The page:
‘Game of Thrones’ author to discover TV ending to his saga

“Game of Thrones,” the fantasy epic imagined more than 20 years ago by author George R.R. Martin, will have its much-anticipated finale on HBO later this year.

But in a strange twist never before seen in literature, Martin will himself discover the on-screen ending of his long-running masterwork before he has had a chance to conclude the fantasy on paper.

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“Obviously, I wished I finished these books sooner so the show hadn’t gotten ahead of me,” Martin said recently in an interview with Entertainment Weekly before the final season begins airing on April 14 on HBO. “I never anticipated that.”

When the Emmy Award-winning television series about noble families vying for the Iron Throne was launched in 2011, the American author had only written four of the seven books that make up his “Song of Ice and Fire” saga.

His fifth novel, “A Dance With Dragons,” was published in July 2011, a few weeks after the end of the first season.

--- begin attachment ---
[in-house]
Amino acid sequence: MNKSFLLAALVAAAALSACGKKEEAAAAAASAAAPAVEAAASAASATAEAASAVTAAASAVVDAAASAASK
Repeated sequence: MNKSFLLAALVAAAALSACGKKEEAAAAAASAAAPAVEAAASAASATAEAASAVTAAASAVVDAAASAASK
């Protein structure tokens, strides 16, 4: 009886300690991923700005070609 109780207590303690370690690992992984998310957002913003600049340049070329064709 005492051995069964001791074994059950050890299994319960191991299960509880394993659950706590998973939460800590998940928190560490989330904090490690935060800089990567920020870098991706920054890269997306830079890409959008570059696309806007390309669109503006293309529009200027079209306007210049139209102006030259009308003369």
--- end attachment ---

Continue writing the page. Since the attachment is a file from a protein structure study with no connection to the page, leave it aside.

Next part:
But since then, book fans have eagerly been awaiting the last two novels — “The Winds of Winter” and “A Dream of Spring.”

The plot lines for both have already been adapted to the screen based on outlines Martin discussed with screenwriters David Benioff and Dan Weiss on how he foresaw the end of his saga.

“This is simply unprecedented,” Nicolas Allard, a French author who wrote a book about “Game of Thrones,” told AFP.

He noted that while British author JK Rowling sold the film rights for the first four “Harry Potter” books to Warner Bros., she was able to write the ending of her saga before it hit the big screen.

But in Martin’s case, Allard said although the author had given “Game of Thrones” screenwriters a rough idea of how he envisioned the ending, it is unclear whether the show will stick to his story line.

“I haven’t read the (final season) scripts and haven’t been able to visit the set because I’ve been working on ‘Winds,’” Martin told Entertainment Weekly. “I know some of the things. But there’s a lot of minor-character (arcs) they’ll be coming up with on their own.

“And, of course, they passed me several years ago. There may be important discrepancies.”

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